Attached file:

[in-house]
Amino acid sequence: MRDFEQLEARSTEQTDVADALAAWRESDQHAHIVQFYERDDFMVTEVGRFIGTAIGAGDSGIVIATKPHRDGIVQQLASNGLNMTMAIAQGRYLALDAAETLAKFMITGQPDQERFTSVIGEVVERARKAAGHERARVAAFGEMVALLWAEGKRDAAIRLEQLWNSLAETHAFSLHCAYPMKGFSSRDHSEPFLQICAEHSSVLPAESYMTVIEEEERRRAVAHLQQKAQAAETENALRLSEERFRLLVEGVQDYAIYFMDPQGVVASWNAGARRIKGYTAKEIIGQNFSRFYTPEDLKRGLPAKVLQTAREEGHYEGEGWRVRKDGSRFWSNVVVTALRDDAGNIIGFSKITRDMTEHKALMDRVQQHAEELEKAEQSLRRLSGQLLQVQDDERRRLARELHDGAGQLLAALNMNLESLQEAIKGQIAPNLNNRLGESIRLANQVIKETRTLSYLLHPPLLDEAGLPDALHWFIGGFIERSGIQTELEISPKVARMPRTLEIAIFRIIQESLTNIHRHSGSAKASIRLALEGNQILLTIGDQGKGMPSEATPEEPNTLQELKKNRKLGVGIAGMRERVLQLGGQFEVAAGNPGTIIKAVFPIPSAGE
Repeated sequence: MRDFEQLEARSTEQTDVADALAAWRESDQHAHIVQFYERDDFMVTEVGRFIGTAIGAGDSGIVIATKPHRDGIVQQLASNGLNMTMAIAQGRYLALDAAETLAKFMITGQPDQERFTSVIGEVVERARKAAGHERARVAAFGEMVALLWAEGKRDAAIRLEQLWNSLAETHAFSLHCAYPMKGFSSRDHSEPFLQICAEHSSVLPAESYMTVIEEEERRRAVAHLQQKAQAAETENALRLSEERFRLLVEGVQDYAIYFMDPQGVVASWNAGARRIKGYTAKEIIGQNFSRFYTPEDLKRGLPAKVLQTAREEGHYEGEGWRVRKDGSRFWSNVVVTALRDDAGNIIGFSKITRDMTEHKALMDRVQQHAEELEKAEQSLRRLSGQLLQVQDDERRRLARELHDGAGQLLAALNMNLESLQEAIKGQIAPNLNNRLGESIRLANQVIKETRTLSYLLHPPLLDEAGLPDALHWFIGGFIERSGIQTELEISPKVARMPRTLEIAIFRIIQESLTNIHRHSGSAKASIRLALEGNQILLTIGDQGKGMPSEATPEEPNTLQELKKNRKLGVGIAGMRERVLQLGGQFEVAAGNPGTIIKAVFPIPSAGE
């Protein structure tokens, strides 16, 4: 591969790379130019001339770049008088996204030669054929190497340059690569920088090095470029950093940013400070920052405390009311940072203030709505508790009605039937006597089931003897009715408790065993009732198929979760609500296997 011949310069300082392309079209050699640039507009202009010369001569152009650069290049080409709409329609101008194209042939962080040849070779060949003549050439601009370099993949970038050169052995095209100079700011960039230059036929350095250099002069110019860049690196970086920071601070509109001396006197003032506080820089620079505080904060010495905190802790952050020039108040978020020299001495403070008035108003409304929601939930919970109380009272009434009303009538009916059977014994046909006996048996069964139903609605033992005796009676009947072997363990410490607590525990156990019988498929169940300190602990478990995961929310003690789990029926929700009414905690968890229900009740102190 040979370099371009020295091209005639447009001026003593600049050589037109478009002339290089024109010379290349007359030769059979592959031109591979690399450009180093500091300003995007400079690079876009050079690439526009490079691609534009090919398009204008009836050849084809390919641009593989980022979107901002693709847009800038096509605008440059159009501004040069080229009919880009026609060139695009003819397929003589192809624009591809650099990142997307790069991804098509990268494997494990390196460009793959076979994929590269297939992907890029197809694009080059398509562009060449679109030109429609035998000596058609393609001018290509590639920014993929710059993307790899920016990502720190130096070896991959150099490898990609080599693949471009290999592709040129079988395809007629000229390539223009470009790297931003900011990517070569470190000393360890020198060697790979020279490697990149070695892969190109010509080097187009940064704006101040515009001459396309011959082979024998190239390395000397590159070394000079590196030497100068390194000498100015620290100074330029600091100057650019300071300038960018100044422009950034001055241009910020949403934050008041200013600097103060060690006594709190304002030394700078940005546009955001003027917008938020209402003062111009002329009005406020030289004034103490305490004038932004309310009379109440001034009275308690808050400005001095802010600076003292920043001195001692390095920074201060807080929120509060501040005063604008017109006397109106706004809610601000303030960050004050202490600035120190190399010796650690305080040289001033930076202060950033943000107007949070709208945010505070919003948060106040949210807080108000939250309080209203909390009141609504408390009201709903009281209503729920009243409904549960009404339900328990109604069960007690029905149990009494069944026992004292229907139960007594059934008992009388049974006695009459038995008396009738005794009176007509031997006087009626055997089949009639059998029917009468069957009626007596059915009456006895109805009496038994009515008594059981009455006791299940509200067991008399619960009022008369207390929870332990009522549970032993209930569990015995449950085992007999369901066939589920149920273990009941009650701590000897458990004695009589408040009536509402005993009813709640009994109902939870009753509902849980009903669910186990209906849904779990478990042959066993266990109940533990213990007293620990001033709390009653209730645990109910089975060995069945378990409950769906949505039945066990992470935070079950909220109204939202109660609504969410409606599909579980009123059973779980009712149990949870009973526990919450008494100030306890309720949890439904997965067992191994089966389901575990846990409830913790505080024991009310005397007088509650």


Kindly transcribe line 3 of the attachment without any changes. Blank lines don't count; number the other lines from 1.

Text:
Repeated sequence: MRDFEQLEARSTEQTDVADALAAWRESDQHAHIVQFYERDDFMVTEVGRFIGTAIGAGDSGIVIATKPHRDGIVQQLASNGLNMTMAIAQGRYLALDAAETLAKFMITGQPDQERFTSVIGEVVERARKAAGHERARVAAFGEMVALLWAEGKRDAAIRLEQLWNSLAETHAFSLHCAYPMKGFSSRDHSEPFLQICAEHSSVLPAESYMTVIEEEERRRAVAHLQQKAQAAETENALRLSEERFRLLVEGVQDYAIYFMDPQGVVASWNAGARRIKGYTAKEIIGQNFSRFYTPEDLKRGLPAKVLQTAREEGHYEGEGWRVRKDGSRFWSNVVVTALRDDAGNIIGFSKITRDMTEHKALMDRVQQHAEELEKAEQSLRRLSGQLLQVQDDERRRLARELHDGAGQLLAALNMNLESLQEAIKGQIAPNLNNRLGESIRLANQVIKETRTLSYLLHPPLLDEAGLPDALHWFIGGFIERSGIQTELEISPKVARMPRTLEIAIFRIIQESLTNIHRHSGSAKASIRLALEGNQILLTIGDQGKGMPSEATPEEPNTLQELKKNRKLGVGIAGMRERVLQLGGQFEVAAGNPGTIIKAVFPIPSAGE